Engineering School teams with FPD to Create SafeReturn

Aimed at helping emergency personnel locate community members prone to wandering from their homes, Michael Stahl ‘10 developed computer database SafeReturn.

On March 21, 2012, Stahl recalled, a Fairfield Police officer found an autistic male teenager running in the middle of the road a little after 2 a.m.

“It was immediately recognized that the male was not able to communicate; he could not speak and could not write,” Stahl stated. “Fairfield Police officers then spent several hours attempting to identify the male, but with no success.”

“In order to ensure the male’s safety, he was transported to a local hospital and police were faced with no other option than to await the frantic early morning 911 call when the male’s mother woke up and found her son missing,” Stahl stated.

According to a Fairfield Police press release, Stahl suggested the idea to Director of the Career Planning Center Cathleen Borgman, who she then referred Stahl to Dr. Wook-Sung Yoo, professor of software engineering at Fairfield.

Yoo became involved with the project on the basis that it “would be an excellent ‘service learning’ project in the software engineering department’s capstone project course.”

He assigned Fairfield alumni Ebenezer Rodriguez Vidal and Michael Marrero the task of creating SafeReturn as their capstone project for graduate school, which they completed in May 2013.

“Fairfield Police Department lacked a system to keep the records of these individuals, forcing officers into passive roles during times of emergency,” Yoo said. “By recording basic information in advance, officers can proactively respond to and meet the needs of these individuals in cases where their caretakers are not available.”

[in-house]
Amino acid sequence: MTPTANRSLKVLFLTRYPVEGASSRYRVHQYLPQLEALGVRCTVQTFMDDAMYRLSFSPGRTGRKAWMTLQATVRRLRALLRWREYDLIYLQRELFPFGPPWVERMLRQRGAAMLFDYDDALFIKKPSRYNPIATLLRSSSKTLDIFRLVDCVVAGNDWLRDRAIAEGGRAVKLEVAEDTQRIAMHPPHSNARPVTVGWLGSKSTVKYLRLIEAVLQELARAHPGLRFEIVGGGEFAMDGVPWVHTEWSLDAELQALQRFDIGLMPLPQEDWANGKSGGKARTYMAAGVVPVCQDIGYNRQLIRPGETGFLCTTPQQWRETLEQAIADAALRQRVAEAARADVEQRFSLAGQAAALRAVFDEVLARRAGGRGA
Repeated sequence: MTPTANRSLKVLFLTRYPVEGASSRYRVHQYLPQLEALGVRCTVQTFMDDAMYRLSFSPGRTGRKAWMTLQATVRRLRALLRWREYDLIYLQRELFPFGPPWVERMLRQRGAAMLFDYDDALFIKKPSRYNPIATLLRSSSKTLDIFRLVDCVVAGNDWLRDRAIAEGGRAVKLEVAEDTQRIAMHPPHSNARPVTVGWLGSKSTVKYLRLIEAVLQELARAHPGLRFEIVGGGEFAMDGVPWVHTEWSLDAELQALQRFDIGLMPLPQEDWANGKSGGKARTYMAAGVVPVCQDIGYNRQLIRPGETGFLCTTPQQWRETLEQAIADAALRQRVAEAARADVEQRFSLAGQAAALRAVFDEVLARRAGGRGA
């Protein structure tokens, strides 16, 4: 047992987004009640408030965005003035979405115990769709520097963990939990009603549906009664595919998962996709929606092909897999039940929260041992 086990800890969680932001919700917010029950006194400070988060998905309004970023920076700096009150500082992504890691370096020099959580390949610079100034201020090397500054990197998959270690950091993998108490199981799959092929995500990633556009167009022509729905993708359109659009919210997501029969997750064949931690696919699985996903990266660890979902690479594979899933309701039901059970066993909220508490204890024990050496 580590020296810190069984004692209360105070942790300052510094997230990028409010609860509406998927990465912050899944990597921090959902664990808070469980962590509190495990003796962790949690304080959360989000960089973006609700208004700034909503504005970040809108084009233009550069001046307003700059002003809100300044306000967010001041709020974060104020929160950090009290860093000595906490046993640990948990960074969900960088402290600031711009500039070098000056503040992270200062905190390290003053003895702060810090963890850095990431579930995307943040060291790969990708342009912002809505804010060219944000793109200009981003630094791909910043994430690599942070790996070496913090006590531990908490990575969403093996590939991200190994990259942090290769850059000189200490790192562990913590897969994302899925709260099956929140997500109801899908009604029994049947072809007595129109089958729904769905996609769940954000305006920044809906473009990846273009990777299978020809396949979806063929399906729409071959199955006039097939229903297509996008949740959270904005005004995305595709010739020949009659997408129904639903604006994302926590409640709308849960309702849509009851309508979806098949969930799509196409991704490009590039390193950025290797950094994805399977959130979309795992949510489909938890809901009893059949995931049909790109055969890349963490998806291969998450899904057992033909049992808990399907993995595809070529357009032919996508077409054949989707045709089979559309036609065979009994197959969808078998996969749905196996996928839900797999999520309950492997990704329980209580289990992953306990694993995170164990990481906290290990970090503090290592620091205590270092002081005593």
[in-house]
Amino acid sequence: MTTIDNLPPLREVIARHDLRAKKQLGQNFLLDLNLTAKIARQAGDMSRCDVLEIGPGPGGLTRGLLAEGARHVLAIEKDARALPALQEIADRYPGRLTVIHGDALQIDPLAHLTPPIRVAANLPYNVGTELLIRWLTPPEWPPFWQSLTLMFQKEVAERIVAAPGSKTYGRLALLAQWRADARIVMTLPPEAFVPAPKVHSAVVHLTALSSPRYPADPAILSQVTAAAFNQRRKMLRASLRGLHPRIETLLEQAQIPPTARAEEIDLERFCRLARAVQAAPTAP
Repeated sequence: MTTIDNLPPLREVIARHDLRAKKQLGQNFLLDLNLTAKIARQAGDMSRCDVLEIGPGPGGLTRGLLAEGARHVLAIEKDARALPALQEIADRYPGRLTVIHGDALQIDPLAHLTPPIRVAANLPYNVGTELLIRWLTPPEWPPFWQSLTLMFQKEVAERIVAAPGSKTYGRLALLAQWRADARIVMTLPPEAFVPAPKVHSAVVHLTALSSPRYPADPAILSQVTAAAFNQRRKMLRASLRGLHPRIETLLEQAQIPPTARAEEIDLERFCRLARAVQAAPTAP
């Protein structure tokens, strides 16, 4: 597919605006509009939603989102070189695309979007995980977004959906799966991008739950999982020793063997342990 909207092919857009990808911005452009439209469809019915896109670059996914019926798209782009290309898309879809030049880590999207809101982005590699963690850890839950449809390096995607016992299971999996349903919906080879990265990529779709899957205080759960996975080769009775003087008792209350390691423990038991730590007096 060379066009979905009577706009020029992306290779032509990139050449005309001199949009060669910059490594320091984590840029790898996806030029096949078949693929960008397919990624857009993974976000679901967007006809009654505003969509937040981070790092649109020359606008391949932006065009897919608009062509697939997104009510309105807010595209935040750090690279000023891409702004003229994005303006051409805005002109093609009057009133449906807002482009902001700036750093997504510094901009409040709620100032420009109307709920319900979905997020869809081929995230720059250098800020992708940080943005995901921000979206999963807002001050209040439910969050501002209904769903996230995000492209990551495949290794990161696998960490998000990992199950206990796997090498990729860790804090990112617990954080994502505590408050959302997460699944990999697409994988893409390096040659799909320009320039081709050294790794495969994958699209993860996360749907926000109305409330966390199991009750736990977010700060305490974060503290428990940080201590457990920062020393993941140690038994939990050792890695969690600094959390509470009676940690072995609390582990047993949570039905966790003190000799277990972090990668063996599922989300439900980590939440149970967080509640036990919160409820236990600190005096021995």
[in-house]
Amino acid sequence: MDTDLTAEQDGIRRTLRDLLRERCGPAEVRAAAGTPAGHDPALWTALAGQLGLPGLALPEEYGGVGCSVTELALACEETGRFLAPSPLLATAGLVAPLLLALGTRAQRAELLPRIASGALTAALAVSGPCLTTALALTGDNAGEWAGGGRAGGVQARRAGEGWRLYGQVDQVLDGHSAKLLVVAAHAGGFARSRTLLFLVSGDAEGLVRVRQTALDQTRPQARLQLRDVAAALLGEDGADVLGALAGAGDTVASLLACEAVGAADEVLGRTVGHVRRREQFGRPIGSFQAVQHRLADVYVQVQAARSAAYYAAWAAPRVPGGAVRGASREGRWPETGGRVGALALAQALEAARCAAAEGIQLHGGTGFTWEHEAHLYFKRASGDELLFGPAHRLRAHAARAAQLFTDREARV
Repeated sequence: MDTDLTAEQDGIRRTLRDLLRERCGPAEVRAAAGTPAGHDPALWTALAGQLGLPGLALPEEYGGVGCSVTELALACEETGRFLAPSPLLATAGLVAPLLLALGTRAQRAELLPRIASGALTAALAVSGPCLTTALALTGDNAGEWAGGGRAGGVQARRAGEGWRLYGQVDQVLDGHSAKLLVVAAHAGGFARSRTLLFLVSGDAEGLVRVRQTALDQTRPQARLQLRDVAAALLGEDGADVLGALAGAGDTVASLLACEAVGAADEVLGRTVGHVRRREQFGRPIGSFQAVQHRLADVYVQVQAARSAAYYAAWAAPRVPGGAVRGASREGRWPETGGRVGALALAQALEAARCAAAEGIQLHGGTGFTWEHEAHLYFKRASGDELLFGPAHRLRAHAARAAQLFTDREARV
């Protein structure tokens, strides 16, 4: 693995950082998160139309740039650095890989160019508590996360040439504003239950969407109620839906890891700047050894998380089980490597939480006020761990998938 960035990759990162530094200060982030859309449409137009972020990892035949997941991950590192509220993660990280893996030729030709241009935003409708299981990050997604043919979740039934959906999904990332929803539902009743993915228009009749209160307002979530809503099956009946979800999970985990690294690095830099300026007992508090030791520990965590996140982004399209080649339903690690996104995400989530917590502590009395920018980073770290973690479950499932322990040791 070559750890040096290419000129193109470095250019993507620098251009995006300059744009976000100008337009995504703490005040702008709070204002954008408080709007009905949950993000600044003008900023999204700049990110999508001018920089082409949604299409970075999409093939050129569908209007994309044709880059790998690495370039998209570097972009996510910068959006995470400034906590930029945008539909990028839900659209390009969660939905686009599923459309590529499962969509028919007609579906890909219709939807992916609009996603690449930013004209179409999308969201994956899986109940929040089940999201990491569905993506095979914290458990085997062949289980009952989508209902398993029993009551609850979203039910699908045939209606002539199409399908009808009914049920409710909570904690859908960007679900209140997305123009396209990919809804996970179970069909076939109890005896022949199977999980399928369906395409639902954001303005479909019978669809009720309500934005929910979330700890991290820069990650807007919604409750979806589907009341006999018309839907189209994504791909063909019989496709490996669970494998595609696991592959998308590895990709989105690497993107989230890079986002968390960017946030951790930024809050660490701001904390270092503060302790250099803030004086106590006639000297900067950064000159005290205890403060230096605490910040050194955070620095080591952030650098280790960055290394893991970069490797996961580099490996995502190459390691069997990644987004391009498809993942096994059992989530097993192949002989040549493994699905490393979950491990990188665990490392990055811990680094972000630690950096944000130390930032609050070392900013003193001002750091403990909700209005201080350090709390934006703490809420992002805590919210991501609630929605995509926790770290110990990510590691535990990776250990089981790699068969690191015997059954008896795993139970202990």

With SafeReturn, officers have the ability to use several variables, such as name, physical characteristics and age in order to track “wanderers.”

According to Stahl, the database also contains photographs of each individual registered within the SafeReturn system.

If an officer encountered someone “unable to communicate,” the officer would be able to open the gallery of photographs and identify the wanderer based on physical characteristics, he stated.

Through SafeReturn, the officer can access the individual’s profile and emergency contact information using the computer terminal in the officer’s patrol vehicle, Stahl stated. “When someone within the system is reported missing, an officer is able to put an alert on that person’s profile, which other officers will see immediately after logging into the system.”

While SafeReturn “is still in its infancy,” it “is already proving to be a useful program,” he added.

Since the launch of SafeReturn in January 2014, the database has been utilized numerous times, and the number of people registered within the system has continued to grow.

SafeReturn has not only gained popularity within the Fairfield community, but also in neighboring areas. According to Stahl, a local police department and several organizations have expressed interest in implementing a program similar to SafeReturn.

“The SafeReturn network provides peace of mind to family and friends knowing that their local police have the tools necessary to locate their loved ones, should they wander from home, and reunite them,” Stahl stated.

About The Author

---- Managing Editor Emeritus---- English: Professional Writing

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